SMA type 1
SMA is the leading genetic killer of children under 2 years.
What is SMA?
Spinal Muscular atrophy is a hereditary neuromuscular disease.
Approximately every 40th person carries the gene for SMA. If parents are carriers , it is 25 % chance that the child has SMA, you must inherit the gene from both parents to actually get the disease. There are different variations of SMA, the most common is type 1 , and it’s also the most serious type. 4-6 children are born with SMA type 1 per year in Sweden and Switzerland. In the U.S., a child with SMA is born every 12 hours!
How SMA works
SMA causes muscle wasting (atrophy ) in all the body’s voluntary muscles. Muscle weakness is due to a deficiency of a protein called SMN1. This allows the motor neurons in the midbrain, medulla oblongata and spinal cord anterior horn to break down. In turn, this means that the signals sent from the brain to the muscles can not reach its full strength and it causes muscle wasting.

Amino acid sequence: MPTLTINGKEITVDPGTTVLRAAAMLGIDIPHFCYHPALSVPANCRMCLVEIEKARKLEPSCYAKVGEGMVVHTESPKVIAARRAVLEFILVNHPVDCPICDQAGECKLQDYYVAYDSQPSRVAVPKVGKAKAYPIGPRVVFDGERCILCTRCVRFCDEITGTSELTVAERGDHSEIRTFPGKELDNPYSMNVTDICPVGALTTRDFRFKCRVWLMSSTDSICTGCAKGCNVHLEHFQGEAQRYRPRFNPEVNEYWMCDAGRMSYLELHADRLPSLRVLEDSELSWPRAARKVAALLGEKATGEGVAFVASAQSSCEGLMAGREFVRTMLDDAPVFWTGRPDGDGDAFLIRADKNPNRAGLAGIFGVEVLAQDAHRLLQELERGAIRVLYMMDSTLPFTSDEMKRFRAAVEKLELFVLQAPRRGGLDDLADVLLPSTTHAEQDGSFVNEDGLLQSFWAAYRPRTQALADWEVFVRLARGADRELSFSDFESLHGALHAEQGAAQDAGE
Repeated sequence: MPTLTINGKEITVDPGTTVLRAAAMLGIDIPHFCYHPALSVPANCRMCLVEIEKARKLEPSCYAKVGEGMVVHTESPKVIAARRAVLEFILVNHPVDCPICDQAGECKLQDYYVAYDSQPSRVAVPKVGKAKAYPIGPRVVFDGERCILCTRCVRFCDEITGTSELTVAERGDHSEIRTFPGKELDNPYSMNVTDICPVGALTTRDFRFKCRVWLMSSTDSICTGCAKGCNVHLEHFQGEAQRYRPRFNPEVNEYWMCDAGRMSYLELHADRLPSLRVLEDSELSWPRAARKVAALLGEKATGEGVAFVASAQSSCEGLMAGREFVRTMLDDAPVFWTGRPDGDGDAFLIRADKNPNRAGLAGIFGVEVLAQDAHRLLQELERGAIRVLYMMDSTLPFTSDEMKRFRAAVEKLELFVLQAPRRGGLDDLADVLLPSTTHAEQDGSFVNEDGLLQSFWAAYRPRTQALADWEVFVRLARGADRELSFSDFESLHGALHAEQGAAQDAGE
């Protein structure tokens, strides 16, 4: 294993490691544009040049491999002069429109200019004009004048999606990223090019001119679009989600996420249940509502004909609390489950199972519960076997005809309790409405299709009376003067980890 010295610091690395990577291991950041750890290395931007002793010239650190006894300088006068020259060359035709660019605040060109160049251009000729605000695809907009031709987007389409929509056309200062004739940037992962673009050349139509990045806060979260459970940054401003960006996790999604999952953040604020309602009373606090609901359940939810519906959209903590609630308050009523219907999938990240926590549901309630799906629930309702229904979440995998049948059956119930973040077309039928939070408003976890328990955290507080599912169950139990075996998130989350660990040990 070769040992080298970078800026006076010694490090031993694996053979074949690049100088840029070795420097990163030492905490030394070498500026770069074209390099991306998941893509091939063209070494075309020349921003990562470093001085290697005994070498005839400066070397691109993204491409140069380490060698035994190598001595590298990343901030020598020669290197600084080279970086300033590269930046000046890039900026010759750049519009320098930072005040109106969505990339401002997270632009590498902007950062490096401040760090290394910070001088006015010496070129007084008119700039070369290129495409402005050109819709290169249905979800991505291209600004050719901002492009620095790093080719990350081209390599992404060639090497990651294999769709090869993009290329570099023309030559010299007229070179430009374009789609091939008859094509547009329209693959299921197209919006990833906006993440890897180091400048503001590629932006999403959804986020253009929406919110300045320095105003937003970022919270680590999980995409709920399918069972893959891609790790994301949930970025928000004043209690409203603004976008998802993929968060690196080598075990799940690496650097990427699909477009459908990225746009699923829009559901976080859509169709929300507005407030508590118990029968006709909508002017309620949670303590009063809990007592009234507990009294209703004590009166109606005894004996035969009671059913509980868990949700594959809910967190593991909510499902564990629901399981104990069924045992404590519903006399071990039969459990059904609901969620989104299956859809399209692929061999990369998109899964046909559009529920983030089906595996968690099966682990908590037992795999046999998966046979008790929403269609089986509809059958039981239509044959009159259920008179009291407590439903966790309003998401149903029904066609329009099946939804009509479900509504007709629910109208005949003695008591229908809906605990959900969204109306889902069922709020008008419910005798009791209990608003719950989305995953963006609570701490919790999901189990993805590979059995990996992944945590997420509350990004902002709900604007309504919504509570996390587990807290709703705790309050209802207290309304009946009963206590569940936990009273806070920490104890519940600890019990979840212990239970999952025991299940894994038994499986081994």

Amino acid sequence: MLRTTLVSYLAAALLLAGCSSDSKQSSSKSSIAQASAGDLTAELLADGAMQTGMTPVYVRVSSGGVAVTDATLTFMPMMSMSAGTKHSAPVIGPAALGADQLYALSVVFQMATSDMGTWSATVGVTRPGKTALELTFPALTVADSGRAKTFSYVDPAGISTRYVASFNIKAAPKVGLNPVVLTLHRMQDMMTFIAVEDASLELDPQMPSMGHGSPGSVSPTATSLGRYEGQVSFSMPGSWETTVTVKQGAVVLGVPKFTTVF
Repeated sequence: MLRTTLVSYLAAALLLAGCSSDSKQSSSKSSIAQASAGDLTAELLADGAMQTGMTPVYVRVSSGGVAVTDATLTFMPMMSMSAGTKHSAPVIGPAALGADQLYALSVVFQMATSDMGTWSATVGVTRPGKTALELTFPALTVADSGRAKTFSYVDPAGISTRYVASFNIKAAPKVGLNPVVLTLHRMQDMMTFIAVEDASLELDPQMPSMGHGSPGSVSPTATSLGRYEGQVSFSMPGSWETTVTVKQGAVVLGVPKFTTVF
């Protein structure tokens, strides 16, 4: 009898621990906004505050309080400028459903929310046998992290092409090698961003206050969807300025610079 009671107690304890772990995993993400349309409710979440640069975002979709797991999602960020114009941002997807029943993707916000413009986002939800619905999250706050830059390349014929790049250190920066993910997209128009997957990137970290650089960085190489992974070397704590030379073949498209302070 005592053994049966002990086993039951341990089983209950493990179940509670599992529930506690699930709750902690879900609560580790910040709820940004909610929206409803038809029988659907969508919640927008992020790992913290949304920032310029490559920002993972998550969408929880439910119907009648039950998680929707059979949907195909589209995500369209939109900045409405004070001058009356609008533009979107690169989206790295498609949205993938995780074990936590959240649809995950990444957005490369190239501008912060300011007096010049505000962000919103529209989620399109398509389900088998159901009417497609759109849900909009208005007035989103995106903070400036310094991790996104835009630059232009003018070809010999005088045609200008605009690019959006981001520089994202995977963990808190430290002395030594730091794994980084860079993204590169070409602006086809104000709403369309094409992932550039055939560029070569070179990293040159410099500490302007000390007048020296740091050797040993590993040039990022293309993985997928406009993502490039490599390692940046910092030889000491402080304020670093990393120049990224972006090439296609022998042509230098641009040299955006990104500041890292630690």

How do you recognise that it’s SMA?
SMA type 1 noticed within the first 6 months of a child’s life, and it manifests as muscle weakness. The child is quiet and never learn to walk, stand or even sit without support. Sucking and swallowing functions often disappear quickly and the child has difficulty eating. Breathing problems are common because the chest muscles are weak. Therefore, the child don’t have the capacity to scream out loud, like most other babies. Characteristic of SMA type 1 is small tremors / muscle spasms in the tongue.
Intellect is not affected by SMA. The child will usually follow normal mental development and make eye contact and smile just like other children to the extent that muscle strength is sufficient.
SMA type 1 leads to death
Because breathing is so impaired, there is a high risk of pneumonia and other infections. When combined with progressive muscle weakness makes it that many children with SMA type 1 die of respiratory failure before the age of three, most often during the first year of life.